Malta sees a 157% increase in suspicious transaction reports

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While reporting an unprecedented increase in the number of requests for information received from other domestic authorities especially supervisory authorities, Malta’s Financial Intelligence Analysis Unit (FIAU) has also reported a 157% increase in suspicious transaction reports (STRs) in 2019 from 2017, with 2,778 STRs received. The anti-money laundering unit also reported FIAU is also exchanging information with other countries as part of global efforts to tackle financial crime. Compared to 749 in 2018 and 277 in 2017, the Financial Intelligence Analysis Unit shared 1,549 so-called spontaneous reports in 201 and just by the end of February, FIAU has already shared 664 spontaneous reports with its counterparts.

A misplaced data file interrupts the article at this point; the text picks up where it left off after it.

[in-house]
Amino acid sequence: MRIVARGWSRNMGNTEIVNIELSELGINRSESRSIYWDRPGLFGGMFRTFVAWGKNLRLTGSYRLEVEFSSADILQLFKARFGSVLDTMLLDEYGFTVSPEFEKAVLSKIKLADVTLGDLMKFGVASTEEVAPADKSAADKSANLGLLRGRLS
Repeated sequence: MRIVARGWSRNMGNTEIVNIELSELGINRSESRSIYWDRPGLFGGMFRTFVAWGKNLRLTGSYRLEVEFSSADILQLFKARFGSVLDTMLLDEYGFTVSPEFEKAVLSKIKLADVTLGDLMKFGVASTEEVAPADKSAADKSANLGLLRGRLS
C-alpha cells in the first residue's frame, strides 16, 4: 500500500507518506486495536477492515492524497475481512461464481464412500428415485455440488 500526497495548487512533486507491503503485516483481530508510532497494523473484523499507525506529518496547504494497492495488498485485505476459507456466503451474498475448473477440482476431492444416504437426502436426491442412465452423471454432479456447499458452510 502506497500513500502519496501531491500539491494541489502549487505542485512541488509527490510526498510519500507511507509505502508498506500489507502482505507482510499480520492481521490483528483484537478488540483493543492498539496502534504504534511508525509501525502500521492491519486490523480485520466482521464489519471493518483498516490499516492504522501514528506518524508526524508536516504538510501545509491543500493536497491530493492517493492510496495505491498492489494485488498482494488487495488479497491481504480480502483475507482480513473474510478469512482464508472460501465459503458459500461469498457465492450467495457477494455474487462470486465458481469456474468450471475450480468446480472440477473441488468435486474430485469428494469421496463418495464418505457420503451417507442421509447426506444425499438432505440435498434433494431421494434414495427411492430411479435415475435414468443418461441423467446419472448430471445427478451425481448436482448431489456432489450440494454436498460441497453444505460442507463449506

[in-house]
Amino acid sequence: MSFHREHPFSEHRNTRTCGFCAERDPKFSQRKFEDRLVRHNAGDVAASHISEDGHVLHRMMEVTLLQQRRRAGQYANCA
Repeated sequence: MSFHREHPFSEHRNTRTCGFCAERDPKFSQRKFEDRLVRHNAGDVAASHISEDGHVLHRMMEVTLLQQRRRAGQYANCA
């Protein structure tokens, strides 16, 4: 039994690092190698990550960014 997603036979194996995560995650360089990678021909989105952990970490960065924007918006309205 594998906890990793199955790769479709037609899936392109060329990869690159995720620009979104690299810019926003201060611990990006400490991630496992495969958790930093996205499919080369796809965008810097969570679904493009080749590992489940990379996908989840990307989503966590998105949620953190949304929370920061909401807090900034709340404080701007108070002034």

Malta’s finance minister Edward Scicluna stated that money laundering and terrorism financing are serious threats to Europe’s and the entire world’s financial system and everyone has a role to play in fighting the twin scourge. The minister’s statement follows a report where the Council of Europe’s anti-money laundering body Moneyval called on the Maltese authorities to strengthen the practical application of their measures to combat money laundering and financing of terrorism.

FIAU imposed €3.9m on subject persons in relation to breaches of their anti-money laundering and combatting the financing of terrorism obligations, representing a 190% increase on the previous year and a 700-fold increase on 2017. For failing to provide the regulator with information promptly, Credorax Bank was recently hit with a €51,000 fine by the Financial Intelligence Analysis Unit. This was disclosed in a notification on the FIAU’s website, the anti-money laundering unit said Credorax Bank had given delayed replies to 37 requests for information and outright failed to reply to two other requests. The regulator is also boosting resources and aims to have 100 employees by June this year and around 153 by 2022, up from 34 in 2017.